Brother’s Justice review

            Brother’s Justice seems a lot like I’m Still Here, in far too many ways to be completely successful. Rather than Joaquin Phoenix pretending to give up acting for a rap career, Brother’s Justice is Dax Shepard pretending to give up comedy to try and be an action star. The style is more mockumentary, but Shepard did his best to fit it into his routine life during the time of filming. This means that he actually did dress up in karate garb at the Teen Choice Awards, for all of those people who actually watched.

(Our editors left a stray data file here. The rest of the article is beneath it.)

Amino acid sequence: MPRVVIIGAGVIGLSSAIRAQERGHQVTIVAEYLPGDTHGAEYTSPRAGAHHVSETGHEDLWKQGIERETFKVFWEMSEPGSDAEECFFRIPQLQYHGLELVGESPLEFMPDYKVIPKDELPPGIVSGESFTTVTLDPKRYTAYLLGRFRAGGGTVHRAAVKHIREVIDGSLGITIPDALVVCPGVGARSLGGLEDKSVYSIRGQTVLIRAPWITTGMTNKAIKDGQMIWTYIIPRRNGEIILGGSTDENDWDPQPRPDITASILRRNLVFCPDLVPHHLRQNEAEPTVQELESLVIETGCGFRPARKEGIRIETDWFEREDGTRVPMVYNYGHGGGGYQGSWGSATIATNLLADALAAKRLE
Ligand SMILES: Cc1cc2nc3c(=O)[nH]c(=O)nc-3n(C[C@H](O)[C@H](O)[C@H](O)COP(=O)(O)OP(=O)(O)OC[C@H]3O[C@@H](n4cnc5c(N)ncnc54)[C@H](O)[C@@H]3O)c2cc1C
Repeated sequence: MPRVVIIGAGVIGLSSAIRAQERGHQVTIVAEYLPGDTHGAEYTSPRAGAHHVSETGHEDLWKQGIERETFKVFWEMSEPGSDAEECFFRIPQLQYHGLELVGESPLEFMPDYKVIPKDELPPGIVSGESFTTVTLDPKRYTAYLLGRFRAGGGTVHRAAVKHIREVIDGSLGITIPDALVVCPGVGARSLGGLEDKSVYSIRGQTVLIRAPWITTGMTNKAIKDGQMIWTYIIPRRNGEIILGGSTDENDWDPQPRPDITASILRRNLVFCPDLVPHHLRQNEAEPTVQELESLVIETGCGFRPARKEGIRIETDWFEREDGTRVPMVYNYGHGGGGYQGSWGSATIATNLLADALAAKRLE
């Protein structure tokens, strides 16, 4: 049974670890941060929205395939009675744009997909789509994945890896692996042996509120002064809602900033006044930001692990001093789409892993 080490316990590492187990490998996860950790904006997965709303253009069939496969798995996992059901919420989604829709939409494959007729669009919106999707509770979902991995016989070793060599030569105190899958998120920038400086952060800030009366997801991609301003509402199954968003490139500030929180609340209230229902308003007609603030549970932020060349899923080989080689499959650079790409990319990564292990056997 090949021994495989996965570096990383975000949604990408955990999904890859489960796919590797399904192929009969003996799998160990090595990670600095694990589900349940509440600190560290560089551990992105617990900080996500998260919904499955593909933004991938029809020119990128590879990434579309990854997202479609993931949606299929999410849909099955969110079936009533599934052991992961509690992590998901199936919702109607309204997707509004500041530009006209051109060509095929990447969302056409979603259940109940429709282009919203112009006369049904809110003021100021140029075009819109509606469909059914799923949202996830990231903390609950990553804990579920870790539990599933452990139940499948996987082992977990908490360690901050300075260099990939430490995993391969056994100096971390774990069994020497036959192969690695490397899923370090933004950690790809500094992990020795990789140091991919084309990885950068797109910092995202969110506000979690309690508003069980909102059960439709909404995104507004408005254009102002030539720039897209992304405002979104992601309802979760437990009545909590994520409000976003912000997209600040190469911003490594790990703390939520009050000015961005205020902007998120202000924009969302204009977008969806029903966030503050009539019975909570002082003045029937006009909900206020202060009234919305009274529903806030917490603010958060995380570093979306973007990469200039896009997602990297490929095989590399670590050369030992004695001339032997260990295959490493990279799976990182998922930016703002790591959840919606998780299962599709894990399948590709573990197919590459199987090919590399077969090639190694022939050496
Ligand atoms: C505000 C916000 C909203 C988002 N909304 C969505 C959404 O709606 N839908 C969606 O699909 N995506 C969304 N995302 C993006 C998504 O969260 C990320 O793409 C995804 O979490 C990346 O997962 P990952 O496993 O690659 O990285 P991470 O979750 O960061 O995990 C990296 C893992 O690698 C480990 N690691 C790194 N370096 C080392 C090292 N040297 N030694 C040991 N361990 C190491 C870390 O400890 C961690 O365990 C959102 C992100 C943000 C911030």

The biggest problem is that nobody really cares about Dax Shepard. He made his way on the prank show “Punked,” and since then he has been an average supporting player, but this film doesn’t really fit. I give credit to Shepard for committing to the idea, which spoofs Hollywood throughout the film, as a break from the mockumentary clutter. Shepard visits a lot of agents and producers and Hollywood types, including some mildly amusing cameos. Each of these scenes serves the sole purpose of having Shepard being told that his idea is terrible, over and over again. This gets slightly old.

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